If we return to the 20 references to my web site, a calculation shows that with headings they must take up almost 1% of the whole book. As the book covers UK genealogy (and some references to world genealogy) devoting so much space to one site which covers one UK county seems excessive. If it deserves to be mentioned at all I feel a single entry along the following lines would be more appropriate.  (A useful guide to Hertfordshire sources, with many advice pages, a query service, and historical information, including pictures and maps, of all towns a villages. The search facility can be used to find information on subjects such as Schools, Asylums, Brickmaking, Canal Barge Makers, Straw Plaiting, etc)

This could be indexed under topics, and is appropriate for a site which is continually changing to met the needs of the growing web.


Conclusions: Clearly I don't like the book - but what worries me as much as anything was where it was being sold. If it was in a proper bookshop, with other family history guides alongside, the only person who would consider buying it (when compared with the opposition) would be the computer geek who was interested in family history and collects URLs.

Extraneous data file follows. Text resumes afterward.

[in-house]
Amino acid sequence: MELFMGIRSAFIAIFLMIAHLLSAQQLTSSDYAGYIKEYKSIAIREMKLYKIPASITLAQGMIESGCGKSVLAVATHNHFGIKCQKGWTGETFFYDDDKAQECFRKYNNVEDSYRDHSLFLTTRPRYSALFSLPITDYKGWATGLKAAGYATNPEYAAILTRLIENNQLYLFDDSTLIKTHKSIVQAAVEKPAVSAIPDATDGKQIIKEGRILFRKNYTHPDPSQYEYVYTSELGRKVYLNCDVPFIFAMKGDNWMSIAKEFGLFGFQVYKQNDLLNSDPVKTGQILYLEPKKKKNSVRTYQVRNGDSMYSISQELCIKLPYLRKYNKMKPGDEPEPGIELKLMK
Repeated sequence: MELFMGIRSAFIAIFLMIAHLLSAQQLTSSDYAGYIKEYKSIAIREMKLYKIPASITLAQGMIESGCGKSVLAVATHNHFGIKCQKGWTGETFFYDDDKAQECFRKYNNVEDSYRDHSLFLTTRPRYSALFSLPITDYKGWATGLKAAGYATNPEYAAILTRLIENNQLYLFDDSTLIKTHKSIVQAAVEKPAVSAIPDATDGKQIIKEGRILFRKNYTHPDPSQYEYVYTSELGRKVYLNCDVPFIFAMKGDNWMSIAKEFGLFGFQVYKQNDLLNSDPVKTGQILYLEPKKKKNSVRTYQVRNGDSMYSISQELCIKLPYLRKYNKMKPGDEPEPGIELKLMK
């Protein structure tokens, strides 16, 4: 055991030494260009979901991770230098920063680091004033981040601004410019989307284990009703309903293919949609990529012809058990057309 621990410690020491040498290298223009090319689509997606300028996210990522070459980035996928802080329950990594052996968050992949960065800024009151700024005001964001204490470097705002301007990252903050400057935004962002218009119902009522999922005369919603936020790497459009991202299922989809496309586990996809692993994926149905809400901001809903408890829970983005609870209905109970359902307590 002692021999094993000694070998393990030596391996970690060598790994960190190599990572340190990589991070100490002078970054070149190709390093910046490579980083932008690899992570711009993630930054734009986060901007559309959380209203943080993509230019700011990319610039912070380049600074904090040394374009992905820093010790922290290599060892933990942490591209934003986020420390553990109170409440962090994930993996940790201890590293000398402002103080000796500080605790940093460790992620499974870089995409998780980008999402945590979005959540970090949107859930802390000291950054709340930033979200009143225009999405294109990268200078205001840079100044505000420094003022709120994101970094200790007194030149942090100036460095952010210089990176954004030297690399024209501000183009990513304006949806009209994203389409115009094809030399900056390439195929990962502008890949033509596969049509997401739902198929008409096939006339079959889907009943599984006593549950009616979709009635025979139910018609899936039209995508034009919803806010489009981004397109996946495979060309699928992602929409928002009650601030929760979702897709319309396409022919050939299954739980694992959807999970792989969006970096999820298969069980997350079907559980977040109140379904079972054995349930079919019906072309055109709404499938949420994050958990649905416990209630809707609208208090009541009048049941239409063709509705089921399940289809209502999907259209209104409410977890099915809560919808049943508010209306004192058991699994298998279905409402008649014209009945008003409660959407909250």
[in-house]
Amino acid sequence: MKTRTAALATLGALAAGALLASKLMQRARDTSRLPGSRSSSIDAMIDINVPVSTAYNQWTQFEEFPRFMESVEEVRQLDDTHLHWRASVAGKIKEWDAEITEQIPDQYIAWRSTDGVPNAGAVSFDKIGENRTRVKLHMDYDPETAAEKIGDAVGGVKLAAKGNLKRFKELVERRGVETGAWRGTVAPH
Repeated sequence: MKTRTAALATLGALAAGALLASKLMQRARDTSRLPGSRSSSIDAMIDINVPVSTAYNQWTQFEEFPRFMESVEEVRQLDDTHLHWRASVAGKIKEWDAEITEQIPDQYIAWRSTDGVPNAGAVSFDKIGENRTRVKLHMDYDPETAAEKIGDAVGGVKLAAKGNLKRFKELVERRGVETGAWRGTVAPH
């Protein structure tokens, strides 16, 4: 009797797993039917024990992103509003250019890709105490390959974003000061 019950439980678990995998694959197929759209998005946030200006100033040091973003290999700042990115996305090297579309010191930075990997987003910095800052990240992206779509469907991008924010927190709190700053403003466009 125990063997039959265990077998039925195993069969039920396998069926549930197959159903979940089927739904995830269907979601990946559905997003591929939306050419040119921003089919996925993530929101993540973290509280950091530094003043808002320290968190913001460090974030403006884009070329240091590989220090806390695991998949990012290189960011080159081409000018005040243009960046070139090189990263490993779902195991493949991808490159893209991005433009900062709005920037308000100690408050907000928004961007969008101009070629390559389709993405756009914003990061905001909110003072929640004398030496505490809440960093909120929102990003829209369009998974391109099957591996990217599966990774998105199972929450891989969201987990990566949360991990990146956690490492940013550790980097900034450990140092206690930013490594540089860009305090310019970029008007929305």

However it was sold as the only family history book in a shop which specialises in selling to tourists. It is going to be brought by people who are novices to family history and are looking for a way in. Such readers need something that will lead them easily to the best active sites. It should explain in some detail how to get the best out of key sites such as GenUKI, and county record office sites, and minor sites should only be mentions (perhaps in an appendix) if they contain useful up-to-date information. Even general sites, which have lots of active links, such as Wikipedia and county council web sites, can be useful. This book seems to be written on the basis - never mind the quality - or how up-to-date the information is - just look at the number of URLs I have succeeded in including, in many cases by inappropriate duplication of references to a single site. In my view selling such a book, in a tourist outlet, could actually put people people off family history.


Am I being unfair? Tell me what you think of this review.

Locating Books
At the time this page was last updated new and second hand copies of both editions were available online
August 2010   Page Created